For 100+ years, students have been discussing the history and role of women in this exact seminar room. Imagine writing on the chalkboard. Feel the history in the dark wood chairs, revel in the gaze of the figures lining the ceiling. Each frieze highlights the ways women have participated in various types of education. Today, every honors thesis from the Gender and Sexuality Program is safely housed in these cabinets.
Pembroke Hall was the first physical building erected for the Women’s College at Brown University and became the social and educational hub for its students. In his inaugural address in 1899, Brown University President H.P. Faunce celebrated the value of the “separate but equal” educational experience for women:
“When the collegiate life of women is left free to organize itself, neither excluded from the privileges of men, nor forced into their social tradition -- and the latter is now our danger -- it will create its own ideal, and around it will crystallize all educational activity. In this realm imitation is suicide, and freedom to be womanly is the only safety.”
However, this “freedom to be womanly” was full of double standards and narrow expectations -- there was a forced separation between men and women but also the opportunity to create a separate culture. While women were offered the same courses as their male counterparts, it was expected that the needs of men always came first. Local women and alumnae had to raise money to support the inadequate funding given to the Women’s College. And even though the classes were the same, women had to take them in a separate location, at Pembroke Hall. Some electives could be taken with men upon instructor permission, but according to Nettie Goodale, Class of 1895, a dean told the women to be “inconspicuous” and “dignified” when they took classes on the men’s campus. But despite their efforts to be invisible, the presence of women on an all-male campus nevertheless raised men’s attention:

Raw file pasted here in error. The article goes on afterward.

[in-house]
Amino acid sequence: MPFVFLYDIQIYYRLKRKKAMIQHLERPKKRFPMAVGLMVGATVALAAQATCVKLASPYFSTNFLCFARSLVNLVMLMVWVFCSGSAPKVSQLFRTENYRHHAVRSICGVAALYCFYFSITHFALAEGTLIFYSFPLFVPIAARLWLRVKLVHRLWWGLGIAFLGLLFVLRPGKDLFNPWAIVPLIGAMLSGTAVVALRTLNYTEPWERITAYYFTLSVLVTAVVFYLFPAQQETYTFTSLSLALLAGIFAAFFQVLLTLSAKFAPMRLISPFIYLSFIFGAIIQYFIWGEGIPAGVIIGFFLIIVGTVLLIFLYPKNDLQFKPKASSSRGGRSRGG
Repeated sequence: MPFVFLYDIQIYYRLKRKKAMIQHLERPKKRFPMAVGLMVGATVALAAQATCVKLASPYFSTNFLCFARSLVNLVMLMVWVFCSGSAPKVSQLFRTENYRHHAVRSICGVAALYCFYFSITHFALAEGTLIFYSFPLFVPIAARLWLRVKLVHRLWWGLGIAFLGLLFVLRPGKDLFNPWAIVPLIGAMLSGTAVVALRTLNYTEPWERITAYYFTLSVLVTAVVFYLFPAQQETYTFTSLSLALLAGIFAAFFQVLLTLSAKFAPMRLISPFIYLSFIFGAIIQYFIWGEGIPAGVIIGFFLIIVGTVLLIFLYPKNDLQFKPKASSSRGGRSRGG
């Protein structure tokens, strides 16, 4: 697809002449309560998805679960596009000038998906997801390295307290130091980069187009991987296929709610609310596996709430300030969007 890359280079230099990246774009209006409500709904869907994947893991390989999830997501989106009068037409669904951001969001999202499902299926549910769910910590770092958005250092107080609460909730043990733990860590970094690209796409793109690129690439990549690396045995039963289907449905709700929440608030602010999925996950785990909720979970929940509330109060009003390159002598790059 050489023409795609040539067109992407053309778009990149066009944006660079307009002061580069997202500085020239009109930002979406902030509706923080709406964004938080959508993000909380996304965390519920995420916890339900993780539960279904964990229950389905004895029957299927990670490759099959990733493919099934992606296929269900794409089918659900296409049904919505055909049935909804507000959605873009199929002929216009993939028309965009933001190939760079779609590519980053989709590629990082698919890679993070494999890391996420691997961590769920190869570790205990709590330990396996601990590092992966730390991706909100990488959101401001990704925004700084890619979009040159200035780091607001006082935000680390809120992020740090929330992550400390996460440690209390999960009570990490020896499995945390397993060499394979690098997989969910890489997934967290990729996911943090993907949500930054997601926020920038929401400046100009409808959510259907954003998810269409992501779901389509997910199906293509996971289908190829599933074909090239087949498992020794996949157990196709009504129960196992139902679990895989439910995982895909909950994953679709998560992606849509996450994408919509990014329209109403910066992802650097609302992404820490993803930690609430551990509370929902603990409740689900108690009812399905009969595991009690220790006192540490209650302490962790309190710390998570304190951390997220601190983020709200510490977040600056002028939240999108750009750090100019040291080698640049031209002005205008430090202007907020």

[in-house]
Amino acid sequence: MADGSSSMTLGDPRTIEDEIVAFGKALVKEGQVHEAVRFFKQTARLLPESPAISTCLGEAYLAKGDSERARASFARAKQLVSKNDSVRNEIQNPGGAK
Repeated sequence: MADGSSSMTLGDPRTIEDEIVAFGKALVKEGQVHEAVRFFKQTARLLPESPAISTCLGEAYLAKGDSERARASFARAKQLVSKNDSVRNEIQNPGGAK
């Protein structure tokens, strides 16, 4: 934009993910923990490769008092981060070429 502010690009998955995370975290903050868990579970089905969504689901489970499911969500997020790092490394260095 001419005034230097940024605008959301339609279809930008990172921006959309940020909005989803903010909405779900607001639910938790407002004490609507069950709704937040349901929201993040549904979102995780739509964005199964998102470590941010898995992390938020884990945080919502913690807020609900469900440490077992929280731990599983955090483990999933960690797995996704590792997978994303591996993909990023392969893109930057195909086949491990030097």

Here she comes,
There she goes,
All dressed up
In her Sunday clothes.
Centuries of struggle, triumph, and trailblazing can be captured in the space where you are standing. However, while the seminar room has been preserved, the $9 million 2008 renovation has largely modernized the interior and left few traces of the building’s rich history. In contrast, the redesign of nearby Smith-Buonanno Hall by William Kite Architects, Inc. has won a historic preservation award for its sensitive renovation from Sayles Gym to current classrooms. If you take the time to look, traces of history can be found through the lines of the wood panel basketball court on the first floor. Pembroke Hall and Smith-Buonnano Hall are examples of adaptive reuse on Brown’s campus. Sheila Bonde, Professor of History of Art & Architecture, defines adaptive reuse as “the adaptation of buildings to new functions.” She taught in the seminar room before the remodel and knew Sayles Gym before the renovation.
While Pembroke College has folded into Brown University, the building itself is a site of continual learning. Today, Pembroke Hall continues the legacy of women’s studies through providing a home for the department of gender and sexuality studies, which continues to ask questions about various forms of inequality, oppression, and identity. Asking these questions is necessary for the critical examination of relevant issues including the #MeToo movement, new laws about family leave, and current leadership in the U.S. and globally. How does the gendered experience matter in the world in terms of policy, pay, and power?
Contemporary, cutting-edge research about women happens here. And, you don't have to be a woman to take a class, concentrate in gender and sexuality studies, or engage in a deep conversation about these issues. They impact you, no matter who you are. Click the video to hear Drew Walker, Director of the Program of Gender and Sexuality Studies and Assistant Director of the Pembroke Center, discuss the importance of diversity in the classroom when engaging with issues of difference, broadly defined.